In addition, public universities receive a very small fraction of R&D funding and have little autonomy in pursuing other funding sources. The Ministry of Education and Science of Ukraine, under the Cabinet of Ministers, governs universities and associated institutions, with the Finance Ministry having final say in resource allocation and on numerous occasions blocking important measures such as tax incentives for the technoparks. While Ukrainian universities have academic autonomy, lack of financial autonomy inhibits their ability to make important decisions. The Ministry of Education and Science remains deeply involved in the management of these institutions. Absence of financial autonomy prevents higher education institutions from using their reputational capital, resulting in complete dependence on government funding. But government funding alone is insufficient for academic institutions to pursue research activities. As such, these structural challenges of the Soviet legacy serve as significant barriers to modernizing the country.
The Revolution of Dignity in 2013–14 and Russia’s invasion in 2014 added an enormous boost to the country’s democratization and development efforts, and a number of reforms in the ST&I ecosystem have been proposed. First, in 2005, Ukraine sought to transform its education system into the Bologna Process, an EU standard, to ensure Ukrainian universities are competitive on the world stage. The process consisted of formal alignment of regulations with European standards and integration with European institutions, and discussions on higher education reform aimed at a more Western approach. However, the Ukrainian government made only a few attempts to change its post-Soviet practices, concentrating its efforts on nonessential bureaucratic and formal tasks. Following through on the objectives of this reform is critical for maintaining a healthy pipeline of international students as well as Ukrainian students who face opportunities to pursue education elsewhere.
A second reform is the law on higher education adopted by the Verkhovna Rada in September 2014. This important law highlights the critical role of institutional autonomy for higher education institutions on both the financial and programmatic sides by codifying the basis for a reformed and well-functioning system of higher education. The law also recognizes the need for these institutions to create environments in which competitive human capital can be shaped to meet the needs of the current labor market, as well as spur innovation and economic growth. However, the law still lacks full implementation.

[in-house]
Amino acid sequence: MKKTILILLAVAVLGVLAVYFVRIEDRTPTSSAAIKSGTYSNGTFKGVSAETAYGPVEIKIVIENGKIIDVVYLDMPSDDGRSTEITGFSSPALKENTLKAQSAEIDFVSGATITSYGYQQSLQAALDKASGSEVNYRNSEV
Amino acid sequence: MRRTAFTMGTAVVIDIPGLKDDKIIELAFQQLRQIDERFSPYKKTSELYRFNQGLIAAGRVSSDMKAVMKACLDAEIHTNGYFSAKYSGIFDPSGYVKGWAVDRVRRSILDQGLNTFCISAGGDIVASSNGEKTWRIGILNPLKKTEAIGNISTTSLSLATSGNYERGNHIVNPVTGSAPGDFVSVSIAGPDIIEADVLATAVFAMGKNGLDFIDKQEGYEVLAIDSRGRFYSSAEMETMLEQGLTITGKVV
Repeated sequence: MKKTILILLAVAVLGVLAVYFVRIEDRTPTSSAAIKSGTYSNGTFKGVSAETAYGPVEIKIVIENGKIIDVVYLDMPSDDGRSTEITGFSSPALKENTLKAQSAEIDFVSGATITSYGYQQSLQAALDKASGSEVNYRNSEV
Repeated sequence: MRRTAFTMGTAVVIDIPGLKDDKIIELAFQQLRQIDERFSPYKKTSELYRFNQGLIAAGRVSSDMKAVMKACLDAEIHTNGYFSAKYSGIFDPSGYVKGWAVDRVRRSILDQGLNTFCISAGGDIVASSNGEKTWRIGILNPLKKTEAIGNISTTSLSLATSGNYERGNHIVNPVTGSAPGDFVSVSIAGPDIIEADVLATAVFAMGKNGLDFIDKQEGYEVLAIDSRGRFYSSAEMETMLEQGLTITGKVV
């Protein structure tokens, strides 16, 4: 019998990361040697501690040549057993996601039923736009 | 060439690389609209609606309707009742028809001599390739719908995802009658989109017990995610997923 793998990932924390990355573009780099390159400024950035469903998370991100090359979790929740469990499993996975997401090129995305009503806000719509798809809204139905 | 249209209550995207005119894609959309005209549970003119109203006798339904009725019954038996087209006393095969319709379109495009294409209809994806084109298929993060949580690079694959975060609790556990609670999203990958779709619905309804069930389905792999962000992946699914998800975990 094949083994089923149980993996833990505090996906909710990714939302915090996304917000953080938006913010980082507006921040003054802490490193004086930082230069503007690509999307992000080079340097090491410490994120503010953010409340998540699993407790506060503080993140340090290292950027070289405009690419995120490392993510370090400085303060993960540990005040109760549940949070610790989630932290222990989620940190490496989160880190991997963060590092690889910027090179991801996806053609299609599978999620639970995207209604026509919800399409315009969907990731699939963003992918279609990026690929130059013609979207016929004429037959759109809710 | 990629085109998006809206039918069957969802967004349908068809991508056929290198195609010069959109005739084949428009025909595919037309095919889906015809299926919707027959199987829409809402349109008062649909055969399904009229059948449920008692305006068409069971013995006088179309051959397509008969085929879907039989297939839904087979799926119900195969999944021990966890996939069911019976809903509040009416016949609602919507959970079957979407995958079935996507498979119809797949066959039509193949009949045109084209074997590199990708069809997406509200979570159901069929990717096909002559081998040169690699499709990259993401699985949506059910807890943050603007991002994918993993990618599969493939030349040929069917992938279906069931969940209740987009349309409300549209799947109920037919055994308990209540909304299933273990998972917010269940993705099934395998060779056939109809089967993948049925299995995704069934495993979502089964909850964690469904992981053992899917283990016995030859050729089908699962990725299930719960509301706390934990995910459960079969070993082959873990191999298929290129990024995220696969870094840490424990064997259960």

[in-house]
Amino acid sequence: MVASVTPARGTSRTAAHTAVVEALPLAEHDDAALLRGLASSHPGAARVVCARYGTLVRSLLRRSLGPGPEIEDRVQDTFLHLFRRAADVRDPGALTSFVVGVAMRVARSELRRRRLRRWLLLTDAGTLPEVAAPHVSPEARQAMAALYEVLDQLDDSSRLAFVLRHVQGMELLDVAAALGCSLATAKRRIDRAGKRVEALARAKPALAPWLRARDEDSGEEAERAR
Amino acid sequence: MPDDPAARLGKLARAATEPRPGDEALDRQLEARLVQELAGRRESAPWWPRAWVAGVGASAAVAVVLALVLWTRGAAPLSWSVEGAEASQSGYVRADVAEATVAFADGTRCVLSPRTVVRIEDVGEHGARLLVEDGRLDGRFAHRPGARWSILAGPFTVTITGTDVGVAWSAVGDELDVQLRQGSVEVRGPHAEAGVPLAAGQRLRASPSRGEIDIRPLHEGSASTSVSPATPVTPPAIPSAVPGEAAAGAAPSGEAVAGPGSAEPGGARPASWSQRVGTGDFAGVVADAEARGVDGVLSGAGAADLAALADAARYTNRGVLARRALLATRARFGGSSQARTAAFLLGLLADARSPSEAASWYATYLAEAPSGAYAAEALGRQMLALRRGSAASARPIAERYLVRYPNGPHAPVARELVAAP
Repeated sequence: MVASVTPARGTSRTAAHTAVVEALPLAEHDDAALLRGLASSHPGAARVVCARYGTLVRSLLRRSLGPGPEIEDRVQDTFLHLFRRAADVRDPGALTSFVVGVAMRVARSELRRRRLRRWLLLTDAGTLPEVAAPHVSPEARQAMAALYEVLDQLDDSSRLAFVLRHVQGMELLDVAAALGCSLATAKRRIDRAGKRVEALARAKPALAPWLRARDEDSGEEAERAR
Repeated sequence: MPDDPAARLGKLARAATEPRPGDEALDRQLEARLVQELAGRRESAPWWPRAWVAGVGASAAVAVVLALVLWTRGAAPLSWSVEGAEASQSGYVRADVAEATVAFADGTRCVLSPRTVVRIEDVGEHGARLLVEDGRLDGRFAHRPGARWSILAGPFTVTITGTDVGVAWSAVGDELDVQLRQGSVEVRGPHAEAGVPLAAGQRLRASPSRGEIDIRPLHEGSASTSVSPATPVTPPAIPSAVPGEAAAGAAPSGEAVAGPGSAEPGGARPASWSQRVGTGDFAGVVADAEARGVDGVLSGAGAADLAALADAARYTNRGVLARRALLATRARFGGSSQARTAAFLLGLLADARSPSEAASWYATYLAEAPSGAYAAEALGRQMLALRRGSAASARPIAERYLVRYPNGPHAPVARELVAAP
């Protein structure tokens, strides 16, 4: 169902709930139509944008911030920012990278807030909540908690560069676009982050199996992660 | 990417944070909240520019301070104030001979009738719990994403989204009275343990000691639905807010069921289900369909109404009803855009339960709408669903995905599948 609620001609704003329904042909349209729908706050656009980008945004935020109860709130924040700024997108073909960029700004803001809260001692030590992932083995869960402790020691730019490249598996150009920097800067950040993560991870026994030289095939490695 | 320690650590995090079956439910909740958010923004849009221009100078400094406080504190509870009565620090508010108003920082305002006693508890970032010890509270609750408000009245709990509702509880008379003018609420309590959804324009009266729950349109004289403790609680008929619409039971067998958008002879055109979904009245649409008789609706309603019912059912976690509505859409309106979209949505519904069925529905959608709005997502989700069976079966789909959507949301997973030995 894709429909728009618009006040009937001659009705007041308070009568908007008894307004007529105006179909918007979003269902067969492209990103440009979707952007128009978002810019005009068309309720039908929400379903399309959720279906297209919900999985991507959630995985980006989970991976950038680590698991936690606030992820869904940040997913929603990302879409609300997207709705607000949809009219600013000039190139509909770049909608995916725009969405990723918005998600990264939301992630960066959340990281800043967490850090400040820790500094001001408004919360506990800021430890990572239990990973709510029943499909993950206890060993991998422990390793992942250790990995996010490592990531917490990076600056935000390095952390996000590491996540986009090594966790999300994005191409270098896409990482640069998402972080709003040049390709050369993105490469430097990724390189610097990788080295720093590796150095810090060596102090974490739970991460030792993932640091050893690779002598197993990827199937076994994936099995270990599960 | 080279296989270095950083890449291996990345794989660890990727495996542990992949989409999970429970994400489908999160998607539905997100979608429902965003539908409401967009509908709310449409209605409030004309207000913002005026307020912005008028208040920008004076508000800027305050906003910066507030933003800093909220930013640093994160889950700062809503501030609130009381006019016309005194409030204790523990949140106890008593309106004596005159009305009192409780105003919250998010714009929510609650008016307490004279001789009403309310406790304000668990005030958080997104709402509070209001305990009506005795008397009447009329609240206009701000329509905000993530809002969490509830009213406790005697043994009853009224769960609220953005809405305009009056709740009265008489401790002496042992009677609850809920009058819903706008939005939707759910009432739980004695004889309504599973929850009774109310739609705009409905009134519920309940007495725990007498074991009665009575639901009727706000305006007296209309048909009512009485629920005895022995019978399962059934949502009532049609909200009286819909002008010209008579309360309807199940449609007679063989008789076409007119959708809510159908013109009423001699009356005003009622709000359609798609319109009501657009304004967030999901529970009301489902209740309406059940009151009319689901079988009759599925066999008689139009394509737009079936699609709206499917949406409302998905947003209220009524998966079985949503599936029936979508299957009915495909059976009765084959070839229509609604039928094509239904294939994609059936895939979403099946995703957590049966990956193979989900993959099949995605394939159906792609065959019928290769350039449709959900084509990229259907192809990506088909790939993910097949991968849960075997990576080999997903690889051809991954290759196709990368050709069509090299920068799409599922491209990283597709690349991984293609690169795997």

A third important reform, a 2016 law on scientific and scientific-technical activity, would add two new independent bodies: (a) the National Council of Ukraine on the Development of Science and Technology as a decisionmaking body for all key stakeholders in the Ukraine ST&I ecosystem and (b) the National Research Foundation of Ukraine, an independent institution to support R&D of independent academics. This reform is still being implemented and changes the governance of ST&I such that universities are placed under the same jurisdiction as the NASU, improving the integration of the NASU in the overall ecosystem while making universities more autonomous.
In parallel, Ukraine has been transforming its intellectual property (IP) system. In 2016, the State Intellectual Property Service was abolished, and its functions were moved to the Ministry for Development of Economy and Trade. On September 29, 2017, the High Court on Intellectual Property of Ukraine was established. Since 2018, this special IP committee has advised the Cabinet of Ministers on policies and coordination of actions of the executive branch in this area. Most importantly, the legal system underwent fundamental changes. Up until 2017, intellectual property was not separate from family, civil, housing, land, or labor law and was under the local level of regional municipalities.
In addition, the international community has supported Ukraine in reforming and modernizing the country’s ST&I system. One significant initiative is a five-year World Bank project worth $200 million, launched in May 2021. Besides being consistent with the aforementioned reforms, its overall objective is to make the higher education system more efficient and increase transparency and cooperation between different institutions.